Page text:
Three teens, arrested for allegedly beating several Temple University students in random, gang-style attacks, will be charged as adults, the Philadelphia District Attorney's Office announced on Wednesday.
Fifteen-year-old Zaria Estes were charged on Wednesday with Aggravated Assault, Conspiracy, Possession of an Instrument of a Crime (PIC), Terroristic Threats, Simple Assault and Recklessly Endangering Another Person (REAP) for three attacks which took place over a 20 minute span last Friday evening, according to the DA's Office. Two other teenage girls were also charged as adults for their role, but a Philadelphia judge moved their cases to Family Court in September.
On Tuesday, investigators with Philadelphia Police's Central Detective Division said they had taken five teenage girls into custody for the assaults -- arresting one and questioning the other four. They range in age from 17 to 14-years-old.
The additional arrests were made on Wednesday and the charges upgraded.
Estes, along with one of her alleged accomplices, was held on $100,000 bail. The third suspect was held on $75,000.
According to state court records, this is the sixth time Bilaal has been charged with a crime. She's previously been arrested for theft and criminal trespassing, among other crimes.
The attacks, the most serious of which took place at 17th and Norris Streets where a 19-year-old was beaten in the face with a brick, all occurred within blocks of Temple University's North Philadelphia campus.
The 19-year-old woman, who spoke exclusively to NBC10.com, was walking with her 20-year-old boyfriend around 6 p.m. on Friday evening when she says a group of girls and boys began taunting and touching them. When they pushed back, the girls allegedly started swinging.
“My boyfriend pushed the girl away from me that hit me in the face and then the girl’s sister came at me with a brick,” said the victim, who asked that we not share her identity.
The woman was hit twice in the face with the brick, the impact nearly knocking out her teeth. The assault forced her to get emergency surgery.
Speaking with the woman on Tuesday, she tells NBC10.com that she's doing better. She now has braces on her teeth to keep them in place.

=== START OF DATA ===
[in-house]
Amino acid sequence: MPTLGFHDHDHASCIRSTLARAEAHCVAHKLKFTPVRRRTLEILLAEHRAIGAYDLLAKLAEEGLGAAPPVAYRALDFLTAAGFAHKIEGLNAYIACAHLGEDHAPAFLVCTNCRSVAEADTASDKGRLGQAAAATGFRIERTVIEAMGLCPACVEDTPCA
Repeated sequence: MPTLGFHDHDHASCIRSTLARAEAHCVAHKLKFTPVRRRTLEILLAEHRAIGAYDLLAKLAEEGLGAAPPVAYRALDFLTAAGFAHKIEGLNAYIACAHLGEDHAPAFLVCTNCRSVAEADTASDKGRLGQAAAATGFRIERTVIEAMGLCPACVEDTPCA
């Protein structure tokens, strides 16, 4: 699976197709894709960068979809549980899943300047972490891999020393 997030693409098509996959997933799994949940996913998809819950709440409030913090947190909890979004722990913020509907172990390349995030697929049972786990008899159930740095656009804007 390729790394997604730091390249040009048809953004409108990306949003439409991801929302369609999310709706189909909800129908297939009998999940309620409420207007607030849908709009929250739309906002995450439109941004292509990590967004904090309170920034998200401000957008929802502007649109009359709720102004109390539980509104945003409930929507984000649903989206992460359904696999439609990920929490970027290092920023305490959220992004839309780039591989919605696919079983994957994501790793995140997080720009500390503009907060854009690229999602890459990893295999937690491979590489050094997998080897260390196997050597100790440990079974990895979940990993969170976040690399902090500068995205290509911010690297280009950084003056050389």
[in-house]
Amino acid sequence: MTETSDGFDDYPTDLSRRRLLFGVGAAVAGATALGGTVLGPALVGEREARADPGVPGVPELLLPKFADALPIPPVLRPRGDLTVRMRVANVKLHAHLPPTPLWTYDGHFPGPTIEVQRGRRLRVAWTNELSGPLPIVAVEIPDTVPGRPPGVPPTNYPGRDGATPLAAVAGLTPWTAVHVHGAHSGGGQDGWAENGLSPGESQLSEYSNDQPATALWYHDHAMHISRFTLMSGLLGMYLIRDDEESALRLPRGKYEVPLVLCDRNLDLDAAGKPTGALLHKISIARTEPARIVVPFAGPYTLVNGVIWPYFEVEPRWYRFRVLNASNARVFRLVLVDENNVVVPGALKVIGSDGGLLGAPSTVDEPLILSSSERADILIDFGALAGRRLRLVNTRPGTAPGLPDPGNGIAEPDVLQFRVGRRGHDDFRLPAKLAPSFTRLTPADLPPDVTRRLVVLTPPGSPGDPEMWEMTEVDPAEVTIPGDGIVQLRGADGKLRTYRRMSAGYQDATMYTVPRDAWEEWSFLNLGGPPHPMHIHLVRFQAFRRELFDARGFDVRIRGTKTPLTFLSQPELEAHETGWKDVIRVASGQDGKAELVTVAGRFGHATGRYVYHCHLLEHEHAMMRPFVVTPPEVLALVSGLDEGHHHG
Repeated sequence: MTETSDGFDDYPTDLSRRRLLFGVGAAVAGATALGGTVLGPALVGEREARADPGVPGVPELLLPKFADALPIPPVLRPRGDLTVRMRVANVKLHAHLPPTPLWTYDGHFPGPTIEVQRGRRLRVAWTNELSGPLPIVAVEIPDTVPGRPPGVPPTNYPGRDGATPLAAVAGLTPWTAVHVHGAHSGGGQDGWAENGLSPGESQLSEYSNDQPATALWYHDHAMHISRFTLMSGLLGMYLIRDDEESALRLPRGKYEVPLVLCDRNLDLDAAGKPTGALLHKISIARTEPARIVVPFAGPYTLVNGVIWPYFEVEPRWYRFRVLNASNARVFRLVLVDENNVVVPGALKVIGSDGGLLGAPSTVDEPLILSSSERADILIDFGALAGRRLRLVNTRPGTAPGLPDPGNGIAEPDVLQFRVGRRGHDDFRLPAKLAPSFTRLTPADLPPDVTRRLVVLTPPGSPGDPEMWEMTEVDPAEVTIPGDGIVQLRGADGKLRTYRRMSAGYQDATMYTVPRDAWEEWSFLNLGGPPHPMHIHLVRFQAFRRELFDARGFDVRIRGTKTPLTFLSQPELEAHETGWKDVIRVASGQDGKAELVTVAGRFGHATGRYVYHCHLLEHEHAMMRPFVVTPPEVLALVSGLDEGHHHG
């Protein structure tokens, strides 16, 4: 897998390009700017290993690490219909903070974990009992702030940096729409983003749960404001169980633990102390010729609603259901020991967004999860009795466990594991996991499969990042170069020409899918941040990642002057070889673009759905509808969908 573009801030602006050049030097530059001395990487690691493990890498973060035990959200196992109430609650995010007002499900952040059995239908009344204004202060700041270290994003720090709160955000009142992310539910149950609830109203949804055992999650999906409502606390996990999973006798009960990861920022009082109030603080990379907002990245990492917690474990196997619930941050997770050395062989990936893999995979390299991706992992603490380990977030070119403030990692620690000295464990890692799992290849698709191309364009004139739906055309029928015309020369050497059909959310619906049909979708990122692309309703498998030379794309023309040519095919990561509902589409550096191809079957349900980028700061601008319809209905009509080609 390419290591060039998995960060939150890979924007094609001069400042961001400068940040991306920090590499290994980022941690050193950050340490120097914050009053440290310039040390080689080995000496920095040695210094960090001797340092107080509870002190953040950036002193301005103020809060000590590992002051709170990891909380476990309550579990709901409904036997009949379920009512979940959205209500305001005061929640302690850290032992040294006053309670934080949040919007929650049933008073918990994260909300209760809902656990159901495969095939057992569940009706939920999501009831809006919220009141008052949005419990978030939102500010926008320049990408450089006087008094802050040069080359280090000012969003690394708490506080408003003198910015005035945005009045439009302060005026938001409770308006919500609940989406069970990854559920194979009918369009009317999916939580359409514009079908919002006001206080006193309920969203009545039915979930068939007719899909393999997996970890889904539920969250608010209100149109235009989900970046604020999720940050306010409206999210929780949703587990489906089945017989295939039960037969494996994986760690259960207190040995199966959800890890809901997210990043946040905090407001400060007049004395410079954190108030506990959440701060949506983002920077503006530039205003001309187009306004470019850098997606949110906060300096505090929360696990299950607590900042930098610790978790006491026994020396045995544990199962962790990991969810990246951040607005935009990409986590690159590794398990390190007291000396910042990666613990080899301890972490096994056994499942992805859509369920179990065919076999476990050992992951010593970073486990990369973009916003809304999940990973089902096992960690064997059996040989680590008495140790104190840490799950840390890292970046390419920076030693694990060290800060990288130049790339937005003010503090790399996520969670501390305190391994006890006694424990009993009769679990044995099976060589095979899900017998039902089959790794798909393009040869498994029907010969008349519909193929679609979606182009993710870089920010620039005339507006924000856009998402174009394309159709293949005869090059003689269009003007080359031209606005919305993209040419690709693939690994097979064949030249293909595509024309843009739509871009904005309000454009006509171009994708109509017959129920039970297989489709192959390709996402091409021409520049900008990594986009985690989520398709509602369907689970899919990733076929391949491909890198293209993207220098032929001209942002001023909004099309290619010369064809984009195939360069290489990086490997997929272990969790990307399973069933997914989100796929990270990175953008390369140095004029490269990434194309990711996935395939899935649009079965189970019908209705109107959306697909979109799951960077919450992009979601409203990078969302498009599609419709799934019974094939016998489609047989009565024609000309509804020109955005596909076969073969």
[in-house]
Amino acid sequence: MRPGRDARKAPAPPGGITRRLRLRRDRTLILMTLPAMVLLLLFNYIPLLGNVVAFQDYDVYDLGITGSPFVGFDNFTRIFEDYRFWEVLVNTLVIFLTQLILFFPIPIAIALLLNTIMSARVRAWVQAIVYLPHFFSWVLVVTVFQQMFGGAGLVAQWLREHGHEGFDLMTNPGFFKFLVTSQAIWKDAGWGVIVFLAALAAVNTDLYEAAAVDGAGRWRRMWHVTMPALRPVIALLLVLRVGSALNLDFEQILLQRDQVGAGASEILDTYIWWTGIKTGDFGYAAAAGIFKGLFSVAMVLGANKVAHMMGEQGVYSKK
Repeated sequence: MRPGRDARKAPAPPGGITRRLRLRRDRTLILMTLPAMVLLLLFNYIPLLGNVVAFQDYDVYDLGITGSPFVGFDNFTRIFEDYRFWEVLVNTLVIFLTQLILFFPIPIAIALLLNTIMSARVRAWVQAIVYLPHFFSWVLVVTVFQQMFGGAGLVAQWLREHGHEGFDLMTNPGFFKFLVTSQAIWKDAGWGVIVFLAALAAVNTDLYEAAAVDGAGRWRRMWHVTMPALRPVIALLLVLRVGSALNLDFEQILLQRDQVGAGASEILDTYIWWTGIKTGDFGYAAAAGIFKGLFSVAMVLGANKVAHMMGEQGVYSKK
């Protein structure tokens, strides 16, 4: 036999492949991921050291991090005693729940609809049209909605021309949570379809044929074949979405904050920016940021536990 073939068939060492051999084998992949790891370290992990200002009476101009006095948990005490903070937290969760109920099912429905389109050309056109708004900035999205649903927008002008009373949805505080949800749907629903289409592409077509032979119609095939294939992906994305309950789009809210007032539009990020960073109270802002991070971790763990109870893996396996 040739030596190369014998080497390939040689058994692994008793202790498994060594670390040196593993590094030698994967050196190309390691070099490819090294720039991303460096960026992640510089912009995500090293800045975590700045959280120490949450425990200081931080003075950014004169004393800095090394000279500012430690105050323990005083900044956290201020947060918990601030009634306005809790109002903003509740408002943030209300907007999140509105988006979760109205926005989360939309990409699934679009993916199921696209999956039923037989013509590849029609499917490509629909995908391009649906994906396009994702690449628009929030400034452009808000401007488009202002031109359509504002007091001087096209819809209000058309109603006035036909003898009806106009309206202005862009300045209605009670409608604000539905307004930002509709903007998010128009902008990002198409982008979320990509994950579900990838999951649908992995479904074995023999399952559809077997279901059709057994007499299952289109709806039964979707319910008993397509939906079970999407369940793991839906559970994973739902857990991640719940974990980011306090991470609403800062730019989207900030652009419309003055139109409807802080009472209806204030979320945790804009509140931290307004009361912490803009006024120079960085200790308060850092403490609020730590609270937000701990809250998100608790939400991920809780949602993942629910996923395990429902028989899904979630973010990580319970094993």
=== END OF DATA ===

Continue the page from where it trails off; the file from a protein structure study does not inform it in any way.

Police say there were two other attacks that took place within minutes of the brick attack.
NBC10.com talked to another Temple student, a 20-year-old junior, who said she was walking down her street when she was punched by a several girls. That alleged attack took place along the 1700 block of Willington Street, which runs behind Philadelphia Police's 22nd District headquarters, around 5:45 p.m. on Friday -- just 15 minutes before the brick attack.
The co-ed said she was typing a text message to a friend and when she looked up, the girls attacked.
“I typed [the message] and lifted my head to start walking again and as I lifted my head up, there was a girl coming at me, swinging at me, and I was able to lean back. She barely hit my chin, and then she swung again and hit my mouth area and my neck and I was able to shove her away and sprint away,” said the woman who also asked that we do not share her identity.
Investigators said the girls are also responsible for a third attack at 17th and Cecil B. Moore Streets in which they allegedly assaulted another woman who is a Temple University student.
Detectives said the motive for the alleged attacks is currently unclear. They said the girls, who do not live in the neighborhood, took a bus into the area before the alleged attacks and left on a bus after. Police are also investigating how the girls met, because, police say, they all go to different high schools.
At a press briefing on Tuesday, Capt. Frank Banford, commanding officer of the Central Detective Division said two teens turned themselves into police after surveillance video from near the attack was posted online on Monday night.
Temple was criticized by students and parents for not being notified about the off-campus attacks, only learning they happened after seeing a series of reports on NBC10.com and NBC10 News on TV.
The university said it reserves such campus-wide alerts for imminently dangerous situations that require immediate action.
Late Monday, Temple officials announced they would be expanding bike patrols off campus and working with Philadelphia Police and Pennsylvania State Police to enhance security in the areas directly west of campus.